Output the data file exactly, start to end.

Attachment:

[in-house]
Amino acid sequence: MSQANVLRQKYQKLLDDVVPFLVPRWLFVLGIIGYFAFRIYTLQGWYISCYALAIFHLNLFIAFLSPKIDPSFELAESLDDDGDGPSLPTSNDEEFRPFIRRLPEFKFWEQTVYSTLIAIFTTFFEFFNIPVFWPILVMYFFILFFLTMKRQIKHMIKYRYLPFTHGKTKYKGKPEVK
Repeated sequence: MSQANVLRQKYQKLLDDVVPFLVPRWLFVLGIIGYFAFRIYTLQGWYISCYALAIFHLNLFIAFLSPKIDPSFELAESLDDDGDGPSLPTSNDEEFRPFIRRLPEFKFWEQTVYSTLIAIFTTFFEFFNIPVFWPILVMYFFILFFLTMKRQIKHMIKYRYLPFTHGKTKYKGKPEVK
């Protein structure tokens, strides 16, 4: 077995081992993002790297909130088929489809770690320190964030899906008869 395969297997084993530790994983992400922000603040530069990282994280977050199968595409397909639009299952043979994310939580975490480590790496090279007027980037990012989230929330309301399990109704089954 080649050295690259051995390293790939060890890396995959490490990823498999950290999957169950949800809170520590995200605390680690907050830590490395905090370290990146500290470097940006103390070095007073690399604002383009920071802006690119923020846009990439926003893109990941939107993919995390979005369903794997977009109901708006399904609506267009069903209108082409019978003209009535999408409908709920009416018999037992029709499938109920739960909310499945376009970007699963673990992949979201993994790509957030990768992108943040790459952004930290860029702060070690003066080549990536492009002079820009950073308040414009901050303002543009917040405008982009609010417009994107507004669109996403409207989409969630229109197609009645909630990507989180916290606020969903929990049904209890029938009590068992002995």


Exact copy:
[in-house]
Amino acid sequence: MSQANVLRQKYQKLLDDVVPFLVPRWLFVLGIIGYFAFRIYTLQGWYISCYALAIFHLNLFIAFLSPKIDPSFELAESLDDDGDGPSLPTSNDEEFRPFIRRLPEFKFWEQTVYSTLIAIFTTFFEFFNIPVFWPILVMYFFILFFLTMKRQIKHMIKYRYLPFTHGKTKYKGKPEVK
Repeated sequence: MSQANVLRQKYQKLLDDVVPFLVPRWLFVLGIIGYFAFRIYTLQGWYISCYALAIFHLNLFIAFLSPKIDPSFELAESLDDDGDGPSLPTSNDEEFRPFIRRLPEFKFWEQTVYSTLIAIFTTFFEFFNIPVFWPILVMYFFILFFLTMKRQIKHMIKYRYLPFTHGKTKYKGKPEVK
């Protein structure tokens, strides 16, 4: 077995081992993002790297909130088929489809770690320190964030899906008869 395969297997084993530790994983992400922000603040530069990282994280977050199968595409397909639009299952043979994310939580975490480590790496090279007027980037990012989230929330309301399990109704089954 080649050295690259051995390293790939060890890396995959490490990823498999950290999957169950949800809170520590995200605390680690907050830590490395905090370290990146500290470097940006103390070095007073690399604002383009920071802006690119923020846009990439926003893109990941939107993919995390979005369903794997977009109901708006399904609506267009069903209108082409019978003209009535999408409908709920009416018999037992029709499938109920739960909310499945376009970007699963673990992949979201993994790509957030990768992108943040790459952004930290860029702060070690003066080549990536492009002079820009950073308040414009901050303002543009917040405008982009609010417009994107507004669109996403409207989409969630229109197609009645909630990507989180916290606020969903929990049904209890029938009590068992002995």